• An iReceptor Data Commons. The above two components, in combination, provide the ability to create a network of international AIRR compliant data repositories that we call the iReceptor Data Commons.
  • A scientific gateway web platform that can federate distributed AIRR-seq repositories and perform complex analyses on this federated data. The iReceptor Gateway will not only link distributed AIRR-seq repositories but it will also enable researchers to perform complex analyses on high end computational systems (for example, systems in Compute Canada). Note, the key component of the iReceptor Gateway is that it hides the complexity of the repository queries, data staging of the federated data, and the advanced computation from the end user.
  • A set of analysis services that enable AIRR-seq researchers to perform computationally expensive analyses on advanced computational infrastructure. Using the AGAVE Science-as-a-Service architecture, the iReceptor Gateway enables extensible and flexible data movement and advanced computation on a wide range of HPC platforms including Compute Canada infrastructure.

A diagram of the iReceptor architecture is given above. In this diagram, there are a set of distributed AIRR-seq repositories (the iReceptor Data Commons), existing at collaborating international institutions (e.g Simon Fraser University, Compute Canada, and the University of Texas South Western (UTSW) Medical School). Each centre maintains its own repository (using the iReceptor repository model) and has explicit control over that labs data. Through the iReceptor Repository Service, each lab/institution can control who has access to which components in the repository (managed by their lab data steward). Using the iReceptor Gateway, researchers can pose complex immunogenetics research questions across multiple repositories, with researchers able to access only those repositories to which they have been granted access. The iReceptor Gateway federates the results of the queries across the distributed repositories and stores that data in a researcher's workspace. That data can then be staged to a large HPC resource for computation. After the computation is completed, the iReceptor Gateway stages the analysis results back to the researcher's workspace. Using this model, a researcher can then perform iterative data exploration and analysis across all of their collaborators data.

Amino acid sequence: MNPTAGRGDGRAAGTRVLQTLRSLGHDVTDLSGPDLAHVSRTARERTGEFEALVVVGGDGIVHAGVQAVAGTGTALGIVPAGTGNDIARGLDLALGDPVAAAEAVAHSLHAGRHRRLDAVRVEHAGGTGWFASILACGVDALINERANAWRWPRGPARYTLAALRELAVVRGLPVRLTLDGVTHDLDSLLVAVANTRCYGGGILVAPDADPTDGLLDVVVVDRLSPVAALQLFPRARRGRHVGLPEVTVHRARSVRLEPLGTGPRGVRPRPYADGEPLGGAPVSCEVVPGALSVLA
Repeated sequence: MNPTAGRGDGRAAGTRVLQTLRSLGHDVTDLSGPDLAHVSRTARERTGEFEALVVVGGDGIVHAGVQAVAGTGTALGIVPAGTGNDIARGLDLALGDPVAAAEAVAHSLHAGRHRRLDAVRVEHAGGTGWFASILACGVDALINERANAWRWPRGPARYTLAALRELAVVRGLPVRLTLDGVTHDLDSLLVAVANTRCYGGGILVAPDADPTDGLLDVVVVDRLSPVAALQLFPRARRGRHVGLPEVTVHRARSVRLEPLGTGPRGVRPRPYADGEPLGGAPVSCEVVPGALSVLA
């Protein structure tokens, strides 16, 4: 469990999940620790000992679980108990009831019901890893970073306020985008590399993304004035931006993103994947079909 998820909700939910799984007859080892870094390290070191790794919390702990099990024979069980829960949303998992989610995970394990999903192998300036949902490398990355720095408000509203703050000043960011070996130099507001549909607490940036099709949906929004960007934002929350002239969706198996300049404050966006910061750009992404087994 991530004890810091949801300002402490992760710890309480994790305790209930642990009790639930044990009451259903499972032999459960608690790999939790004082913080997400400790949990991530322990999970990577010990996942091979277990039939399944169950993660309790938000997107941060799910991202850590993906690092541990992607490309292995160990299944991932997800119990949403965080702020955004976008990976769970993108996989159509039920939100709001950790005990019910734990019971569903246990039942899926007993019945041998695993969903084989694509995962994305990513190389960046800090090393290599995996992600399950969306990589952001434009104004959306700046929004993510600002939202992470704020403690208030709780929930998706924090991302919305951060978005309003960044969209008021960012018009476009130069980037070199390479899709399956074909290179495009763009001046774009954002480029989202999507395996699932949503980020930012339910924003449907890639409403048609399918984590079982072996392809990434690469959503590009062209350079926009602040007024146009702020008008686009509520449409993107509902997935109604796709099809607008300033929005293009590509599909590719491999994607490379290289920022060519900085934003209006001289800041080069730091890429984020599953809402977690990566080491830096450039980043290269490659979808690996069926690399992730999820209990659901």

In the architecture diagram above, the blue components are existing components of the v2.0 release of the iReceptor platform (May 2018). The green components are components that are proposed components that we expect to integrate into the iReceptor Data Commons in the near future. The white components are conceptual components that the current architeture supports but have not been implemented and are not on the immediate road map for iReceptor.